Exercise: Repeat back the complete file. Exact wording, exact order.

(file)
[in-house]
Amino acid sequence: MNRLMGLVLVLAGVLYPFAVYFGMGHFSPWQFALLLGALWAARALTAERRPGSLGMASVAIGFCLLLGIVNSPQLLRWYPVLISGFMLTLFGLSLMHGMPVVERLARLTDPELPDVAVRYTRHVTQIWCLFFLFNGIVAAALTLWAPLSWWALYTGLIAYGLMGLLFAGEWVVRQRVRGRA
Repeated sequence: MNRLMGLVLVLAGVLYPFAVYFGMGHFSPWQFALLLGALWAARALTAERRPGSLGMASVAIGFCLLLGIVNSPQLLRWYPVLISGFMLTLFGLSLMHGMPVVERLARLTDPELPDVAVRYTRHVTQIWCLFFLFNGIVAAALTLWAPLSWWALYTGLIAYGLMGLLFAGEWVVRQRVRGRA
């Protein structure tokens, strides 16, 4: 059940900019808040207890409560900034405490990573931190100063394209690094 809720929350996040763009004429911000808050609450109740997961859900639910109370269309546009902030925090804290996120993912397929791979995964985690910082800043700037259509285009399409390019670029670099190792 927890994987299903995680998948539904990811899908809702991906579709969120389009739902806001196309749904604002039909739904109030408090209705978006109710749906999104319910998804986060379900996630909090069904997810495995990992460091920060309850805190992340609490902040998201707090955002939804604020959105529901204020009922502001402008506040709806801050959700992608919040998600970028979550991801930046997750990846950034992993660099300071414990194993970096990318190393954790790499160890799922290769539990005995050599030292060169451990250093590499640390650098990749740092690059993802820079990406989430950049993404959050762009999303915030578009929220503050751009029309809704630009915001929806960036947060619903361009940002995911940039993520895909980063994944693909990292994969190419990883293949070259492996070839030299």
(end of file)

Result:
[in-house]
Amino acid sequence: MNRLMGLVLVLAGVLYPFAVYFGMGHFSPWQFALLLGALWAARALTAERRPGSLGMASVAIGFCLLLGIVNSPQLLRWYPVLISGFMLTLFGLSLMHGMPVVERLARLTDPELPDVAVRYTRHVTQIWCLFFLFNGIVAAALTLWAPLSWWALYTGLIAYGLMGLLFAGEWVVRQRVRGRA
Repeated sequence: MNRLMGLVLVLAGVLYPFAVYFGMGHFSPWQFALLLGALWAARALTAERRPGSLGMASVAIGFCLLLGIVNSPQLLRWYPVLISGFMLTLFGLSLMHGMPVVERLARLTDPELPDVAVRYTRHVTQIWCLFFLFNGIVAAALTLWAPLSWWALYTGLIAYGLMGLLFAGEWVVRQRVRGRA
């Protein structure tokens, strides 16, 4: 059940900019808040207890409560900034405490990573931190100063394209690094 809720929350996040763009004429911000808050609450109740997961859900639910109370269309546009902030925090804290996120993912397929791979995964985690910082800043700037259509285009399409390019670029670099190792 927890994987299903995680998948539904990811899908809702991906579709969120389009739902806001196309749904604002039909739904109030408090209705978006109710749906999104319910998804986060379900996630909090069904997810495995990992460091920060309850805190992340609490902040998201707090955002939804604020959105529901204020009922502001402008506040709806801050959700992608919040998600970028979550991801930046997750990846950034992993660099300071414990194993970096990318190393954790790499160890799922290769539990005995050599030292060169451990250093590499640390650098990749740092690059993802820079990406989430950049993404959050762009999303915030578009929220503050751009029309809704630009915001929806960036947060619903361009940002995911940039993520895909980063994944693909990292994969190419990883293949070259492996070839030299």